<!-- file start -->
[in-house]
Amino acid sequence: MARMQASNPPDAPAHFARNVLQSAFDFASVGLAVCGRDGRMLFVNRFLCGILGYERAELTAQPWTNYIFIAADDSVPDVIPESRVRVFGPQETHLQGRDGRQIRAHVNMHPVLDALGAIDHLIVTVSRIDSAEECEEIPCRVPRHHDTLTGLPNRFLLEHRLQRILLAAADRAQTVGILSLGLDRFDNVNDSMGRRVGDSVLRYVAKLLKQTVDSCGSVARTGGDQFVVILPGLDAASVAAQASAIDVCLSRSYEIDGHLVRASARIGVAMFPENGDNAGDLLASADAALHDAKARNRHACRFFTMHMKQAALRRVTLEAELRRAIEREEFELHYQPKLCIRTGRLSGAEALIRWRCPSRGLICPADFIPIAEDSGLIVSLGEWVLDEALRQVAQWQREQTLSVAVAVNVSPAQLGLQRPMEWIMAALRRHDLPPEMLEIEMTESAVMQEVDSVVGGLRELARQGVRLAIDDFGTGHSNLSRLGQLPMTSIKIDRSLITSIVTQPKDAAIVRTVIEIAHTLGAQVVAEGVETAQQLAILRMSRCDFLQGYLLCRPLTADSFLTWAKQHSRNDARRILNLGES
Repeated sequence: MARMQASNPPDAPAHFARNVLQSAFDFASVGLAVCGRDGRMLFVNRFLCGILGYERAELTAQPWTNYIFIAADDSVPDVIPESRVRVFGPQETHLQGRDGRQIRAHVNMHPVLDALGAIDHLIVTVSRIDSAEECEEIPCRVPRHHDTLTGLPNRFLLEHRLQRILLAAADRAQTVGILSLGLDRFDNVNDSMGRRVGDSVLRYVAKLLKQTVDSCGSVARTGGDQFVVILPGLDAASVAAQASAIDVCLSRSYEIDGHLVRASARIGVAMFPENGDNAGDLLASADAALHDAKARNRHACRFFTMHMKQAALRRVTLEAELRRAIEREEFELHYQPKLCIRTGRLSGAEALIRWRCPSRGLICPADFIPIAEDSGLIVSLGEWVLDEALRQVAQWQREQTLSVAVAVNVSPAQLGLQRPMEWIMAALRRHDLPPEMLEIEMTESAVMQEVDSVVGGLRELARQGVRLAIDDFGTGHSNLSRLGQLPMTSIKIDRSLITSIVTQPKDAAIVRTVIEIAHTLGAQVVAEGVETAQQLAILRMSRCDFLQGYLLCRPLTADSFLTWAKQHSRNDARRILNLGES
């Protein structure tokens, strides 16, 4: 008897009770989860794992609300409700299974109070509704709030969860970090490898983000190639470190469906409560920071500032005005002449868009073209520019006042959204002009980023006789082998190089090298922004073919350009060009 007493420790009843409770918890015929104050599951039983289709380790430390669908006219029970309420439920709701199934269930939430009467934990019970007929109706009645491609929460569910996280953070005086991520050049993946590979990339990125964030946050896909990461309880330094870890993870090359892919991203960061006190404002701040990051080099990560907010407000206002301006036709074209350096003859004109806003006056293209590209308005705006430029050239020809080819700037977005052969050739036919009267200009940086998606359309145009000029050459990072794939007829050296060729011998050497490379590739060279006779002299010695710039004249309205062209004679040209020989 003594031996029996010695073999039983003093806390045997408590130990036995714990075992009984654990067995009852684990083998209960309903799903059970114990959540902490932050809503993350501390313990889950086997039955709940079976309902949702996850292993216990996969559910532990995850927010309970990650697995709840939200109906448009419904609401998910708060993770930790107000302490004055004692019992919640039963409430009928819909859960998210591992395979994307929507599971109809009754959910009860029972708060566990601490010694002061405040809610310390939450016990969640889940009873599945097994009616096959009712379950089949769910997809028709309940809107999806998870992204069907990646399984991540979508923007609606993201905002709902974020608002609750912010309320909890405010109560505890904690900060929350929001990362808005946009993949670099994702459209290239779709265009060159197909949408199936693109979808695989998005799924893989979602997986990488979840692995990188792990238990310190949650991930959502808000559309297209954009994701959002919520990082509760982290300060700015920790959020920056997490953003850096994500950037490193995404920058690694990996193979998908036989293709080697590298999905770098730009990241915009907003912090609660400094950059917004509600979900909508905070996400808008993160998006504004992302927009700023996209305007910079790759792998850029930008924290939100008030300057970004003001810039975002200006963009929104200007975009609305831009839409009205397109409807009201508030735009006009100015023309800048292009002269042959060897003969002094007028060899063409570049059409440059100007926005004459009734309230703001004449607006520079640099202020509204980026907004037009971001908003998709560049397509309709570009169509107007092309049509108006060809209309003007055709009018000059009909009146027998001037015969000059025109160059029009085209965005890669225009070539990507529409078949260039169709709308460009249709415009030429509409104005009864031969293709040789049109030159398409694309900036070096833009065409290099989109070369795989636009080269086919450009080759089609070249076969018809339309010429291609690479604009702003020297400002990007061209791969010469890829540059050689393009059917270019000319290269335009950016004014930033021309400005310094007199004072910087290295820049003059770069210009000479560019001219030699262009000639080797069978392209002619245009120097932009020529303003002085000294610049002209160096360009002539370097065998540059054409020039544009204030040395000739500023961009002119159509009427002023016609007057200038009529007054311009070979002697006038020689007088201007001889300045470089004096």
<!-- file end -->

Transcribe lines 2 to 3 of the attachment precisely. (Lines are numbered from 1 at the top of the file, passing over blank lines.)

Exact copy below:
Amino acid sequence: MARMQASNPPDAPAHFARNVLQSAFDFASVGLAVCGRDGRMLFVNRFLCGILGYERAELTAQPWTNYIFIAADDSVPDVIPESRVRVFGPQETHLQGRDGRQIRAHVNMHPVLDALGAIDHLIVTVSRIDSAEECEEIPCRVPRHHDTLTGLPNRFLLEHRLQRILLAAADRAQTVGILSLGLDRFDNVNDSMGRRVGDSVLRYVAKLLKQTVDSCGSVARTGGDQFVVILPGLDAASVAAQASAIDVCLSRSYEIDGHLVRASARIGVAMFPENGDNAGDLLASADAALHDAKARNRHACRFFTMHMKQAALRRVTLEAELRRAIEREEFELHYQPKLCIRTGRLSGAEALIRWRCPSRGLICPADFIPIAEDSGLIVSLGEWVLDEALRQVAQWQREQTLSVAVAVNVSPAQLGLQRPMEWIMAALRRHDLPPEMLEIEMTESAVMQEVDSVVGGLRELARQGVRLAIDDFGTGHSNLSRLGQLPMTSIKIDRSLITSIVTQPKDAAIVRTVIEIAHTLGAQVVAEGVETAQQLAILRMSRCDFLQGYLLCRPLTADSFLTWAKQHSRNDARRILNLGES
Repeated sequence: MARMQASNPPDAPAHFARNVLQSAFDFASVGLAVCGRDGRMLFVNRFLCGILGYERAELTAQPWTNYIFIAADDSVPDVIPESRVRVFGPQETHLQGRDGRQIRAHVNMHPVLDALGAIDHLIVTVSRIDSAEECEEIPCRVPRHHDTLTGLPNRFLLEHRLQRILLAAADRAQTVGILSLGLDRFDNVNDSMGRRVGDSVLRYVAKLLKQTVDSCGSVARTGGDQFVVILPGLDAASVAAQASAIDVCLSRSYEIDGHLVRASARIGVAMFPENGDNAGDLLASADAALHDAKARNRHACRFFTMHMKQAALRRVTLEAELRRAIEREEFELHYQPKLCIRTGRLSGAEALIRWRCPSRGLICPADFIPIAEDSGLIVSLGEWVLDEALRQVAQWQREQTLSVAVAVNVSPAQLGLQRPMEWIMAALRRHDLPPEMLEIEMTESAVMQEVDSVVGGLRELARQGVRLAIDDFGTGHSNLSRLGQLPMTSIKIDRSLITSIVTQPKDAAIVRTVIEIAHTLGAQVVAEGVETAQQLAILRMSRCDFLQGYLLCRPLTADSFLTWAKQHSRNDARRILNLGES